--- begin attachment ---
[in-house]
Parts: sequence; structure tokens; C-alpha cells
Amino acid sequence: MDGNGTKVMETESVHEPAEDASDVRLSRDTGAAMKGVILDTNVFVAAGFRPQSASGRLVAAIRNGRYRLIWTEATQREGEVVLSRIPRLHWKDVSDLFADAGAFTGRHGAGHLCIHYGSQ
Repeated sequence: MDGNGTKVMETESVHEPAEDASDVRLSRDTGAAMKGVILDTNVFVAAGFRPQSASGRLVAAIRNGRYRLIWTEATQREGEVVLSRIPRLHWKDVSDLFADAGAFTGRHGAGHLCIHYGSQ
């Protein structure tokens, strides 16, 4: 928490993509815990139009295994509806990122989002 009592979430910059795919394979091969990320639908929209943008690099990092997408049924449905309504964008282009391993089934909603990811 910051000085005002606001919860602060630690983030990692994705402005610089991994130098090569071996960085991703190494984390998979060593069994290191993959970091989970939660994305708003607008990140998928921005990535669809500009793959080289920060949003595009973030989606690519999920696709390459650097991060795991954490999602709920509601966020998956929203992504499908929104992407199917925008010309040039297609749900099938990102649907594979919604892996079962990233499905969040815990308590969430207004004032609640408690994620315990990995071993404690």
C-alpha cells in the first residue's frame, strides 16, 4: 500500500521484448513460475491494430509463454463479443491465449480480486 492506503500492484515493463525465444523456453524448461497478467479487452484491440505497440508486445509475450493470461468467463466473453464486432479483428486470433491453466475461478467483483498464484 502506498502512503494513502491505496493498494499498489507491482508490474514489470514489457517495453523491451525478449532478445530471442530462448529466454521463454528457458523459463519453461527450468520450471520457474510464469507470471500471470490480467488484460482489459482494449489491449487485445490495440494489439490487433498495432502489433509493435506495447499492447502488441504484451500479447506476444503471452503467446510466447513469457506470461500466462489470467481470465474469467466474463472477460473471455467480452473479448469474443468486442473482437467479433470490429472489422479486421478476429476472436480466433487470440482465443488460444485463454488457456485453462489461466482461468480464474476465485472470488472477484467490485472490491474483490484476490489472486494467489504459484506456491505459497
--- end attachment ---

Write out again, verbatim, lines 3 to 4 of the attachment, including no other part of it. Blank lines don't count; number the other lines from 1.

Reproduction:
Amino acid sequence: MDGNGTKVMETESVHEPAEDASDVRLSRDTGAAMKGVILDTNVFVAAGFRPQSASGRLVAAIRNGRYRLIWTEATQREGEVVLSRIPRLHWKDVSDLFADAGAFTGRHGAGHLCIHYGSQ
Repeated sequence: MDGNGTKVMETESVHEPAEDASDVRLSRDTGAAMKGVILDTNVFVAAGFRPQSASGRLVAAIRNGRYRLIWTEATQREGEVVLSRIPRLHWKDVSDLFADAGAFTGRHGAGHLCIHYGSQ